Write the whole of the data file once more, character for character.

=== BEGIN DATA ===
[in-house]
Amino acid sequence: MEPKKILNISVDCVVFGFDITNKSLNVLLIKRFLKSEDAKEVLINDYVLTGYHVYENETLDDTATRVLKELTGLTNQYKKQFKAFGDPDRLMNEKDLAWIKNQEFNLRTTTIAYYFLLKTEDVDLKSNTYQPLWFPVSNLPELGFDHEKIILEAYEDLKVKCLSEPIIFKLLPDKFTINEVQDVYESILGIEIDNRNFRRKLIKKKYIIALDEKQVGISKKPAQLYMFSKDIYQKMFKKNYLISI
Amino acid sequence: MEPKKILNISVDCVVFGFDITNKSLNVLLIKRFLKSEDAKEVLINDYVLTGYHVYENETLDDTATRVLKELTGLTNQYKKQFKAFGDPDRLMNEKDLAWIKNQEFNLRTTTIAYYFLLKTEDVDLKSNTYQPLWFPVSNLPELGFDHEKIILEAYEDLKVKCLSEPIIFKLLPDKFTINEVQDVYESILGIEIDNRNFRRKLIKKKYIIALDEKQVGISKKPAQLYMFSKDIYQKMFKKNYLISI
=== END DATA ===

[in-house]
Amino acid sequence: MEPKKILNISVDCVVFGFDITNKSLNVLLIKRFLKSEDAKEVLINDYVLTGYHVYENETLDDTATRVLKELTGLTNQYKKQFKAFGDPDRLMNEKDLAWIKNQEFNLRTTTIAYYFLLKTEDVDLKSNTYQPLWFPVSNLPELGFDHEKIILEAYEDLKVKCLSEPIIFKLLPDKFTINEVQDVYESILGIEIDNRNFRRKLIKKKYIIALDEKQVGISKKPAQLYMFSKDIYQKMFKKNYLISI
Amino acid sequence: MEPKKILNISVDCVVFGFDITNKSLNVLLIKRFLKSEDAKEVLINDYVLTGYHVYENETLDDTATRVLKELTGLTNQYKKQFKAFGDPDRLMNEKDLAWIKNQEFNLRTTTIAYYFLLKTEDVDLKSNTYQPLWFPVSNLPELGFDHEKIILEAYEDLKVKCLSEPIIFKLLPDKFTINEVQDVYESILGIEIDNRNFRRKLIKKKYIIALDEKQVGISKKPAQLYMFSKDIYQKMFKKNYLISI